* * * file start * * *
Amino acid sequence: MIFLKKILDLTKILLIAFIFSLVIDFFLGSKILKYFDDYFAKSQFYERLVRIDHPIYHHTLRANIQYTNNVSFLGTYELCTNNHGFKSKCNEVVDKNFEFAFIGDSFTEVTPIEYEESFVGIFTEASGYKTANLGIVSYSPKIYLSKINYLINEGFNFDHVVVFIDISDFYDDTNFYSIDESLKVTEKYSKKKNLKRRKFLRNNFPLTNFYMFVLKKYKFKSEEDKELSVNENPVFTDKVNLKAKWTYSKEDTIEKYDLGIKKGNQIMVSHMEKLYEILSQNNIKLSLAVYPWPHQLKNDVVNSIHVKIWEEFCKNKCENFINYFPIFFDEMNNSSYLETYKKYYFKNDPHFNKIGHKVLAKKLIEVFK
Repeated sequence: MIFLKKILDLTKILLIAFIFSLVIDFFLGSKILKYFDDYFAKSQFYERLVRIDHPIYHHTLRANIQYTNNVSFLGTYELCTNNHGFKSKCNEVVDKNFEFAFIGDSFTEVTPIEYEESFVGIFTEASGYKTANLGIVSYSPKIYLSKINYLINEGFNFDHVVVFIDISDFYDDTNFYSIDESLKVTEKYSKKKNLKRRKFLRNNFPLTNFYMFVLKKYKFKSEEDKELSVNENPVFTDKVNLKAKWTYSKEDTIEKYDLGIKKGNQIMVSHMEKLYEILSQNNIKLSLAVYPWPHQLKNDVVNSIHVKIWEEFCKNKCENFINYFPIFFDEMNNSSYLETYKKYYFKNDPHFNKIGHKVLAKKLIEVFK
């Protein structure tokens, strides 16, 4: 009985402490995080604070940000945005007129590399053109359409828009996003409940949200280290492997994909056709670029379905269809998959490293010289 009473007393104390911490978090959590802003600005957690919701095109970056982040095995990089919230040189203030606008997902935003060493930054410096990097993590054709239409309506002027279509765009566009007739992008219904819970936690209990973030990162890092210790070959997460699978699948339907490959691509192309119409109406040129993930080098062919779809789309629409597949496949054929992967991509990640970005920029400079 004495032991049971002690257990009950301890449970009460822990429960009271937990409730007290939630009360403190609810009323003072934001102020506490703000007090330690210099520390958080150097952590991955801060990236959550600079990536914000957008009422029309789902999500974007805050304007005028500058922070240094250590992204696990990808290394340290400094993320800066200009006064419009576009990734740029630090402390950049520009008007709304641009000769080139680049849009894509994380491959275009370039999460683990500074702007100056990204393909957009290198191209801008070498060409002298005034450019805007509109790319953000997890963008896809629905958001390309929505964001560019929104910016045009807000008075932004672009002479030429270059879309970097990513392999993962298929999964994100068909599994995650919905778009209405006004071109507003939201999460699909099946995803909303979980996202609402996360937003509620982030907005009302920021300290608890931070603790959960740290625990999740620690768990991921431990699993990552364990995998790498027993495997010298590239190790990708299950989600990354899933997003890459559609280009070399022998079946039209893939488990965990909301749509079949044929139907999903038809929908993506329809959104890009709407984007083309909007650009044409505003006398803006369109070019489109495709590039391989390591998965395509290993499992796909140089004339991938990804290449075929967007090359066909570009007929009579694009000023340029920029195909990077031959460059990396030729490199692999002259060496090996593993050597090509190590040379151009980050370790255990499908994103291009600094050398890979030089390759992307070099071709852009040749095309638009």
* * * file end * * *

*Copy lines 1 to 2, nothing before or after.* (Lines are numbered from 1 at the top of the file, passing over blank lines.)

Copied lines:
Amino acid sequence: MIFLKKILDLTKILLIAFIFSLVIDFFLGSKILKYFDDYFAKSQFYERLVRIDHPIYHHTLRANIQYTNNVSFLGTYELCTNNHGFKSKCNEVVDKNFEFAFIGDSFTEVTPIEYEESFVGIFTEASGYKTANLGIVSYSPKIYLSKINYLINEGFNFDHVVVFIDISDFYDDTNFYSIDESLKVTEKYSKKKNLKRRKFLRNNFPLTNFYMFVLKKYKFKSEEDKELSVNENPVFTDKVNLKAKWTYSKEDTIEKYDLGIKKGNQIMVSHMEKLYEILSQNNIKLSLAVYPWPHQLKNDVVNSIHVKIWEEFCKNKCENFINYFPIFFDEMNNSSYLETYKKYYFKNDPHFNKIGHKVLAKKLIEVFK
Repeated sequence: MIFLKKILDLTKILLIAFIFSLVIDFFLGSKILKYFDDYFAKSQFYERLVRIDHPIYHHTLRANIQYTNNVSFLGTYELCTNNHGFKSKCNEVVDKNFEFAFIGDSFTEVTPIEYEESFVGIFTEASGYKTANLGIVSYSPKIYLSKINYLINEGFNFDHVVVFIDISDFYDDTNFYSIDESLKVTEKYSKKKNLKRRKFLRNNFPLTNFYMFVLKKYKFKSEEDKELSVNENPVFTDKVNLKAKWTYSKEDTIEKYDLGIKKGNQIMVSHMEKLYEILSQNNIKLSLAVYPWPHQLKNDVVNSIHVKIWEEFCKNKCENFINYFPIFFDEMNNSSYLETYKKYYFKNDPHFNKIGHKVLAKKLIEVFK